Light reflective materials are commonly found on garments, such as firefighting suits, safety vests, belts, bands and footwear, to name just a few. U.S. Pat. No. 4,365,354, for example, discloses an athletic vest having parallel and spaced apart reflective strips across the chest. U.S. Pat. No. 4,601,538 discloses a reflective safety belt with a “hooks and loops”-type fastener (i.e., Velcro®) for easy donning and doffing.

Light-emitting devices, such as LEDs, are also commonly found on safety garments. U.S. Pat. No. 4,523,258, for example, discloses a safety belt having a plurality of spaced apart LEDs on a flexible circuit board, a power supply and a switch for energizing the LEDs. That patent discloses that the LEDs are divided into two groups such that the two groups are alternately energized on and off in a flashing manner. U.S. Pat. Nos. 4,774,642 and 4,839,777 disclose a jacket garment having vertically-oriented arrangements of LEDs electrically connected to a harness attached to the garment. U.S. Pat. No. 4,812,953 discloses an illuminated safety band attachable with a hooks and loops fastener.

Light-emitting devices, including those having LEDs, are not limited to safety garments. U.S. Pat. No. 5,585,783 discloses an upright stationary marker capped with a light-emitting source consisting of a plurality of LEDs and circuitry for enabling steady-on, off and flashing illumination. The LEDs are housed in a transparent or a colored translucent housing.

Combinations of light reflecting and light-emitting devices are also found on garments and other goods. For example, U.S. Pat. No. 6,059,414 discloses a strip attachable to a garment, each strip having rows of reflective material arranged behind rows of LEDs. Other patents disclose bicycle safety lights/reflectors, automobile signals, and cone-shaped road markers having a combination of reflective materials or panels and light sources, including LEDs.

One problem associated with devices combining both reflective materials and LEDs is that the distinction or contrast between the reflective portion and the LEDs can be blurred. That is, if the incident light intensity is high, the reflected light can have a luminance approaching that of the light projected from the LEDs. That can render the light from the LEDs visually indistinct, especially if the light emitted is near the same wavelength as the reflected light. That is an important consideration when designing devices such as display signs or signals.

To overcome that problem, a high-intensity LED may be used. However, in most instances, the higher the LED output luminance, the lower the viewing angle. An encapsulant can be applied to the LED to diffuse the light, but that reduces the overall luminance at all viewing angles. An LED producing a different color light than the reflected light could be used, but the luminance from one of the sources can still obliterate the other source.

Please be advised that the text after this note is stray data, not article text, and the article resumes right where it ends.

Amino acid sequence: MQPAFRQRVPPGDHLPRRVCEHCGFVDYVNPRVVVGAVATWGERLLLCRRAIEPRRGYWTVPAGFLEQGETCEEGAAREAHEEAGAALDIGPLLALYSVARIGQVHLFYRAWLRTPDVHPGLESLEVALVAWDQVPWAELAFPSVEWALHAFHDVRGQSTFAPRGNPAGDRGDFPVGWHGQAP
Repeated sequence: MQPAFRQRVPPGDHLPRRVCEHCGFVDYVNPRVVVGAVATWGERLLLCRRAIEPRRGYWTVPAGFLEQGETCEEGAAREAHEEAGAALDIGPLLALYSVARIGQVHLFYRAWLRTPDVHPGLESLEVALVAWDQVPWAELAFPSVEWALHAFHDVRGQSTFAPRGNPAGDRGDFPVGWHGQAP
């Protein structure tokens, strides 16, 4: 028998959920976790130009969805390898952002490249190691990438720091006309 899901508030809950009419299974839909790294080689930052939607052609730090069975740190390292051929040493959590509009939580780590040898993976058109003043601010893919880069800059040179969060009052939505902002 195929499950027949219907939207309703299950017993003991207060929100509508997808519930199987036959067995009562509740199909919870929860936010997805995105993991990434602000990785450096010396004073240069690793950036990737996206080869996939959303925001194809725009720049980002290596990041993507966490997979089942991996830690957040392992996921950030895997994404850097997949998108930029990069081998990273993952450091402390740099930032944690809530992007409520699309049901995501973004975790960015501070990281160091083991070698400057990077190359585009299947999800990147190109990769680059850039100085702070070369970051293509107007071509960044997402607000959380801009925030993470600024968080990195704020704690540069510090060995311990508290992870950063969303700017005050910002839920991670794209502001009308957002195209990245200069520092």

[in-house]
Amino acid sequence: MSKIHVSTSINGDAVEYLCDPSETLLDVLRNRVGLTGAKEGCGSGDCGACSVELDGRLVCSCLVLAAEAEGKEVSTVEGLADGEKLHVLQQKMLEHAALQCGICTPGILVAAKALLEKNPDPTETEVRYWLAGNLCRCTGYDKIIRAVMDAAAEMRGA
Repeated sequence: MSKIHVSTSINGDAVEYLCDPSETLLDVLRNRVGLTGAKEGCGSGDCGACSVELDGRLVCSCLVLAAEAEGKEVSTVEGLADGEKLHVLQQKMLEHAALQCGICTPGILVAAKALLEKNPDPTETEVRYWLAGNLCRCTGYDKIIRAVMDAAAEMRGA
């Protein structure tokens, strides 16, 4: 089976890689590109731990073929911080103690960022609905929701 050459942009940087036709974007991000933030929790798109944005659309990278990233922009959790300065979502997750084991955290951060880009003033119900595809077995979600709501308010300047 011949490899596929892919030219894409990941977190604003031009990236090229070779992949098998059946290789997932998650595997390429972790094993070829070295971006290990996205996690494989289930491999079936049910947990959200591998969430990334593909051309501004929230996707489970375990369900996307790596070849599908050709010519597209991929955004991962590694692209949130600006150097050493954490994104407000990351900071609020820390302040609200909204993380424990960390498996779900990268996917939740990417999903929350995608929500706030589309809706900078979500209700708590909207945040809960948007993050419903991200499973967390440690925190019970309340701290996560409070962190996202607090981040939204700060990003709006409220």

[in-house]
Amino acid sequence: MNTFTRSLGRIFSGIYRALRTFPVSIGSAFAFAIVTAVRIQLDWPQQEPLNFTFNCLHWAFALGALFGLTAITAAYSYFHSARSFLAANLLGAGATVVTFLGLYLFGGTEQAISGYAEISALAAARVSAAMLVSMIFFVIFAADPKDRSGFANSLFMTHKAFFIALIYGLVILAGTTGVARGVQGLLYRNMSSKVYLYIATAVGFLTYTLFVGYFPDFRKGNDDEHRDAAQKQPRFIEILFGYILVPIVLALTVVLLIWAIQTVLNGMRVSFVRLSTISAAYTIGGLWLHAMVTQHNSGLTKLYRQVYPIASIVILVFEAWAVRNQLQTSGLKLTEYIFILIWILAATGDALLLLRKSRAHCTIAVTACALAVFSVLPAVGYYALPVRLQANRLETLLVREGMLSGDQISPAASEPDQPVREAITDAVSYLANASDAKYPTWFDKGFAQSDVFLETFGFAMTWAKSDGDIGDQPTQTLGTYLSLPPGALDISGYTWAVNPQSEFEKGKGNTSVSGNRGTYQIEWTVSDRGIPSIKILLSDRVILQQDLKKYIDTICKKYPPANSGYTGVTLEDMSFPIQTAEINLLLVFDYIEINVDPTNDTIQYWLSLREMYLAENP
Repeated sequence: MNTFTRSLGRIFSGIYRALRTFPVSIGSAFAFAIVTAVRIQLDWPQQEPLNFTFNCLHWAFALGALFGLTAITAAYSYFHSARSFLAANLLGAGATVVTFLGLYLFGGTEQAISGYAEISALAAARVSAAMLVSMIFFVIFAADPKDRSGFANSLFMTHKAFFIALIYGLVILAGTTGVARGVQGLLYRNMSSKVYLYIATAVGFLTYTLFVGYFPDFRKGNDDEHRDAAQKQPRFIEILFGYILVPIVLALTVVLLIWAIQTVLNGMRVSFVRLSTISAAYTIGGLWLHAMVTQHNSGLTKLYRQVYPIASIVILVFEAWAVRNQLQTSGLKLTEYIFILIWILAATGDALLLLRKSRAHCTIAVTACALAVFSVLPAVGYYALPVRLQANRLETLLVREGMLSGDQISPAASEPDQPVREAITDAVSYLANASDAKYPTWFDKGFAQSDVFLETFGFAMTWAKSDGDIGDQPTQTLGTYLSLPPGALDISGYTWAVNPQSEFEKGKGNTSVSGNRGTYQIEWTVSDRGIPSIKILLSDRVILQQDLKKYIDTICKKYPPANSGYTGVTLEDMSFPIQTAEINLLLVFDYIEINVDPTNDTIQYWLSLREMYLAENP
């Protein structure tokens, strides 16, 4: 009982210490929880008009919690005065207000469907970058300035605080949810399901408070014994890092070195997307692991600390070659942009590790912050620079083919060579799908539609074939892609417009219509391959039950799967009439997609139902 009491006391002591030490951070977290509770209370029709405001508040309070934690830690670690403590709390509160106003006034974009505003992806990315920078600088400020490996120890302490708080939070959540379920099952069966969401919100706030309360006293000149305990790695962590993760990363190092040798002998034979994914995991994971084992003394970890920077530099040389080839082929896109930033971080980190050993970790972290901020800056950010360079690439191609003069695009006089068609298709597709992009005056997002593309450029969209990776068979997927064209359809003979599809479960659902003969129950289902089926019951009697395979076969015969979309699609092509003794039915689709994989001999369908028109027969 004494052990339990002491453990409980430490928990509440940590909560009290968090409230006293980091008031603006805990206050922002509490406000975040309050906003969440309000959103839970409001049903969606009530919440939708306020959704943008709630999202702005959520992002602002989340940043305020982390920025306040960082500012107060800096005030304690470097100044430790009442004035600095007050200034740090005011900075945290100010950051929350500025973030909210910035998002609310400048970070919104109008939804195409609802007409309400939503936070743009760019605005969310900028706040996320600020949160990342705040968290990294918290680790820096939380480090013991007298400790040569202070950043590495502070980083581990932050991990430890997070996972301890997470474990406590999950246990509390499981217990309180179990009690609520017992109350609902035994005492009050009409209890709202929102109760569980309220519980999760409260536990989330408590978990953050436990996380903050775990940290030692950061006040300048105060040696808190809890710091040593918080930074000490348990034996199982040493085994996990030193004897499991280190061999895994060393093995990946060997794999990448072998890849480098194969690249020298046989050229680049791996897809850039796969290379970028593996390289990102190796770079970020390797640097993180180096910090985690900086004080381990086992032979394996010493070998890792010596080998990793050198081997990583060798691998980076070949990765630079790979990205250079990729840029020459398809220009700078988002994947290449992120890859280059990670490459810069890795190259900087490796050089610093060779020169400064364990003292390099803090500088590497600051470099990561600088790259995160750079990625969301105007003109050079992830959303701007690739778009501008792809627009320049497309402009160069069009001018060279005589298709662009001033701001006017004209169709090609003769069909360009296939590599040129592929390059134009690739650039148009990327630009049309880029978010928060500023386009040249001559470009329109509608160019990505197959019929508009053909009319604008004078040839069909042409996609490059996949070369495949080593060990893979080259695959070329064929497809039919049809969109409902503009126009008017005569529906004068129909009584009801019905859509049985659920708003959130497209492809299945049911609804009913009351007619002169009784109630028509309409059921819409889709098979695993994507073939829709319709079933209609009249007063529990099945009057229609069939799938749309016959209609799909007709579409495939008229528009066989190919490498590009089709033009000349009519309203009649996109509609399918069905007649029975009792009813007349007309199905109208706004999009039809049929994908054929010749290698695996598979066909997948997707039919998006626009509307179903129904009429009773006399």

Another problem is that prior art illumination devices typically use a plurality of LEDs so that each LED must be separately powered. In devices having several LEDs, this may require providing large amounts of energy, and consequently, a large power source.

Additionally, the reflective or light emitting devices disclosed in the prior art are designed to meet specific needs, limiting their use in other situations. For example, the illuminating devices of U.S. Pat. No. 4,839,777 are fixedly attached to a garment to be worn by an individual. The pattern of the light emitting devices and the manner in which the light emitting devices are worn are fixed, and there exists no means in which to transfer the light emitting devices to another garment, or alter their pattern.

SUMMARY AND OBJECTS OF THE INVENTION

The invention is directed to a modular reflective and illuminating device comprising flexible individual strips having a first side made of a reflective material and having holes therein, and a second side having an attachment surface, such as a magnetic or Velcro® section for securing the strip to various objects, such as street lights and poles, safety cones, clothes, etc. The interior of the device includes a light emitting diode (LED) and associated fiber optic cables connected thereto. The single LED provides the light source for each fiber optic cable, the ends of which extend to the holes in the first side of the flexible strip to shine therethrough. The fiber optic cables transfer the light from the LED to the holes to illuminate the first side of the strip.

Each reflective and illuminating strip is capable of being interconnected with other similar strips to form various shapes, symbols or words in order to better communicate the presence of nearby hazards. The strips can be formed into such shapes as an arrow, which can point to the location of a hazard, or words which can provide instructions, such as “stop” or “turn.” The flexibility of each strip and its ability to be interconnected with other strips allows them to form almost any shape or symbol so that they may be used in a variety of environments and situations.

An electrical circuit is provided in the interior of the strip and provides the electrical power to the LED. The circuit also provides an interconnecting mechanism, allowing several reflective and illuminating strips to be electrically coupled to one another. In that way, a single power source, such as a battery, provides the electricity for the entire device, whether it be a single reflective and illuminating strip, or a plurality of interconnected strips.

In view of the foregoing, it should be apparent that there exists a need in the art for a beacon having both light reflective and light-emitting portions that are visibly distinct from each other under various luminous intensities, and that can be interconnected to form various shapes, symbols and words to be used in connection with safety garments, information displays, vehicles, markers and other goods.

It is also apparent that there exists a need for an energy efficient illuminating device wherein a single LED provides the light for multiple light sources, thus reducing the number of LEDs needed, and consequently, the amount of energy needed.